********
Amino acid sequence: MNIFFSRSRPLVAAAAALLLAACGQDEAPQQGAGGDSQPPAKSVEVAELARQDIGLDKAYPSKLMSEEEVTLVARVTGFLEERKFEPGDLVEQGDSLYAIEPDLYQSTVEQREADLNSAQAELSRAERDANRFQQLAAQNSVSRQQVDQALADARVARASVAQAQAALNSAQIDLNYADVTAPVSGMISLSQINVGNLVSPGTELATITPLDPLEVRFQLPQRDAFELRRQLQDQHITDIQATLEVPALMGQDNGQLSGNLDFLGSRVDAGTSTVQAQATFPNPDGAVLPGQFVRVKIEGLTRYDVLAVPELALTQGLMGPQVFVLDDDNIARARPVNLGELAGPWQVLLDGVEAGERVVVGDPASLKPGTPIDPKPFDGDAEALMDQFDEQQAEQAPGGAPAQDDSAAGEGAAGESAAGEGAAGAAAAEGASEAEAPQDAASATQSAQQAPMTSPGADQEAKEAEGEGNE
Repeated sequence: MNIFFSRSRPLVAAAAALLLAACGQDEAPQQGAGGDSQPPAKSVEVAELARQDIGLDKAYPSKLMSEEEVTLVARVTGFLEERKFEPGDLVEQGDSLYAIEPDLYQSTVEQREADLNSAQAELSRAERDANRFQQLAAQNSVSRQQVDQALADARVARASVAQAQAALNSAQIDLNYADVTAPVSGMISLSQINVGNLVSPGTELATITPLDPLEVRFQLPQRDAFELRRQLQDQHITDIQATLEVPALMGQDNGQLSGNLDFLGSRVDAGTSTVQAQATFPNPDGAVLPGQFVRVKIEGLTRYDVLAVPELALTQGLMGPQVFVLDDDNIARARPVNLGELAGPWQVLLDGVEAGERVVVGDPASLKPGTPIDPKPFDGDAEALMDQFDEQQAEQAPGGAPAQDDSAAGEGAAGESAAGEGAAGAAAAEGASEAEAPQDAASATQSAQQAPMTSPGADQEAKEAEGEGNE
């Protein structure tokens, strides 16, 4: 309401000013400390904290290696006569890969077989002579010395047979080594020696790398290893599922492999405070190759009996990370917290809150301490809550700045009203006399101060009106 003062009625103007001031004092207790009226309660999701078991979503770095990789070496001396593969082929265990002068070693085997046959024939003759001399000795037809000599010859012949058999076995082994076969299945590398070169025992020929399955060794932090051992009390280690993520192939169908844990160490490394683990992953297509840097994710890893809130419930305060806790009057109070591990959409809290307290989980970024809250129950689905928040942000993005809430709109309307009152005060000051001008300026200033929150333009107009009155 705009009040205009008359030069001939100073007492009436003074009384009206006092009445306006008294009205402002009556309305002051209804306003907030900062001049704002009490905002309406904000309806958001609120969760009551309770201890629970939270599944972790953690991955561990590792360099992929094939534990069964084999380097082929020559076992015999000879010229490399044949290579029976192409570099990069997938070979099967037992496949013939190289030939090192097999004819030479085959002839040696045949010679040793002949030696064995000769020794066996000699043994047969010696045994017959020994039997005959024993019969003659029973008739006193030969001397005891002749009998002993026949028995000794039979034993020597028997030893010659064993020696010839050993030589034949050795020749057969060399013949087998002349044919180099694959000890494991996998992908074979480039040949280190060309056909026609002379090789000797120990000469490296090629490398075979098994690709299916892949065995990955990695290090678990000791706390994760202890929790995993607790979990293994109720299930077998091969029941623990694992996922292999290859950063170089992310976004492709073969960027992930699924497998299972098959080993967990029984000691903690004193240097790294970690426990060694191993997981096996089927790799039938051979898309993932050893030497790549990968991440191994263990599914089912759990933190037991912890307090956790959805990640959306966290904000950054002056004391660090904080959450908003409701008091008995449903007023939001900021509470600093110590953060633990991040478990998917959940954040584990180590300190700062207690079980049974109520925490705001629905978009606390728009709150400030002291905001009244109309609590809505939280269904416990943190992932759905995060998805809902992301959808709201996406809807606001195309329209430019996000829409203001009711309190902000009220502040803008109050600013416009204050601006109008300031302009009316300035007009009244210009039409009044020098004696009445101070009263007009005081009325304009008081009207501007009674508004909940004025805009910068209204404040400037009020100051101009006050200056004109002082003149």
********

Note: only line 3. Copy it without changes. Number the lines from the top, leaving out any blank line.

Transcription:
């Protein structure tokens, strides 16, 4: 309401000013400390904290290696006569890969077989002579010395047979080594020696790398290893599922492999405070190759009996990370917290809150301490809550700045009203006399101060009106 003062009625103007001031004092207790009226309660999701078991979503770095990789070496001396593969082929265990002068070693085997046959024939003759001399000795037809000599010859012949058999076995082994076969299945590398070169025992020929399955060794932090051992009390280690993520192939169908844990160490490394683990992953297509840097994710890893809130419930305060806790009057109070591990959409809290307290989980970024809250129950689905928040942000993005809430709109309307009152005060000051001008300026200033929150333009107009009155 705009009040205009008359030069001939100073007492009436003074009384009206006092009445306006008294009205402002009556309305002051209804306003907030900062001049704002009490905002309406904000309806958001609120969760009551309770201890629970939270599944972790953690991955561990590792360099992929094939534990069964084999380097082929020559076992015999000879010229490399044949290579029976192409570099990069997938070979099967037992496949013939190289030939090192097999004819030479085959002839040696045949010679040793002949030696064995000769020794066996000699043994047969010696045994017959020994039997005959024993019969003659029973008739006193030969001397005891002749009998002993026949028995000794039979034993020597028997030893010659064993020696010839050993030589034949050795020749057969060399013949087998002349044919180099694959000890494991996998992908074979480039040949280190060309056909026609002379090789000797120990000469490296090629490398075979098994690709299916892949065995990955990695290090678990000791706390994760202890929790995993607790979990293994109720299930077998091969029941623990694992996922292999290859950063170089992310976004492709073969960027992930699924497998299972098959080993967990029984000691903690004193240097790294970690426990060694191993997981096996089927790799039938051979898309993932050893030497790549990968991440191994263990599914089912759990933190037991912890307090956790959805990640959306966290904000950054002056004391660090904080959450908003409701008091008995449903007023939001900021509470600093110590953060633990991040478990998917959940954040584990180590300190700062207690079980049974109520925490705001629905978009606390728009709150400030002291905001009244109309609590809505939280269904416990943190992932759905995060998805809902992301959808709201996406809807606001195309329209430019996000829409203001009711309190902000009220502040803008109050600013416009204050601006109008300031302009009316300035007009009244210009039409009044020098004696009445101070009263007009005081009325304009008081009207501007009674508004909940004025805009910068209204404040400037009020100051101009006050200056004109002082003149």